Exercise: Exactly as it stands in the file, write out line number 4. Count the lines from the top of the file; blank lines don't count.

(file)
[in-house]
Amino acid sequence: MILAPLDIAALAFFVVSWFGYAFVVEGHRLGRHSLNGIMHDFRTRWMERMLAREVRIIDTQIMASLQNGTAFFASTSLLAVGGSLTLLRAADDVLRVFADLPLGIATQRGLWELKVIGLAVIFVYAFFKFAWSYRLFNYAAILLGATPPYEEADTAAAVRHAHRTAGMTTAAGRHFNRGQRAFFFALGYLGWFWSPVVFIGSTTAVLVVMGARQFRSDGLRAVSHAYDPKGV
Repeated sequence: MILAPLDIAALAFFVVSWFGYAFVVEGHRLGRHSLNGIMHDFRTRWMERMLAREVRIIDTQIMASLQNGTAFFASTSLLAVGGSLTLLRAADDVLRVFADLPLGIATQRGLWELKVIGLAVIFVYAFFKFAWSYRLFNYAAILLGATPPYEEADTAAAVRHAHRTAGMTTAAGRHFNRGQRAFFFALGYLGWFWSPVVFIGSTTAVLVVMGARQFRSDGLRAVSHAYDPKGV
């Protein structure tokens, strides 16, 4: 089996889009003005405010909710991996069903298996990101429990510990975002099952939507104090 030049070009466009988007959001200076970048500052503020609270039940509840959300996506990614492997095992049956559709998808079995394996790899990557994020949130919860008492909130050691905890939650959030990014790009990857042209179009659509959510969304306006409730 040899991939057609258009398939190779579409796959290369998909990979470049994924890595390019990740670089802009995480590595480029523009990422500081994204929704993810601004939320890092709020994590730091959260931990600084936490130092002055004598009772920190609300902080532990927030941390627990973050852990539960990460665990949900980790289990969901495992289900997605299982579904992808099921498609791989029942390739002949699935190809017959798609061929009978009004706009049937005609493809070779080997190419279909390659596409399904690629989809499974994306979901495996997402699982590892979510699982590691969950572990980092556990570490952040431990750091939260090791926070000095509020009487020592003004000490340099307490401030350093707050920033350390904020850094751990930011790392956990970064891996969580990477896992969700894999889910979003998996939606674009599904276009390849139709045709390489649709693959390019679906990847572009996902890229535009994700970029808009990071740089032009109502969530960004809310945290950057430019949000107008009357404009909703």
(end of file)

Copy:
């Protein structure tokens, strides 16, 4: 089996889009003005405010909710991996069903298996990101429990510990975002099952939507104090 030049070009466009988007959001200076970048500052503020609270039940509840959300996506990614492997095992049956559709998808079995394996790899990557994020949130919860008492909130050691905890939650959030990014790009990857042209179009659509959510969304306006409730 040899991939057609258009398939190779579409796959290369998909990979470049994924890595390019990740670089802009995480590595480029523009990422500081994204929704993810601004939320890092709020994590730091959260931990600084936490130092002055004598009772920190609300902080532990927030941390627990973050852990539960990460665990949900980790289990969901495992289900997605299982579904992808099921498609791989029942390739002949699935190809017959798609061929009978009004706009049937005609493809070779080997190419279909390659596409399904690629989809499974994306979901495996997402699982590892979510699982590691969950572990980092556990570490952040431990750091939260090791926070000095509020009487020592003004000490340099307490401030350093707050920033350390904020850094751990930011790392956990970064891996969580990477896992969700894999889910979003998996939606674009599904276009390849139709045709390489649709693959390019679906990847572009996902890229535009994700970029808009990071740089032009109502969530960004809310945290950057430019949000107008009357404009909703």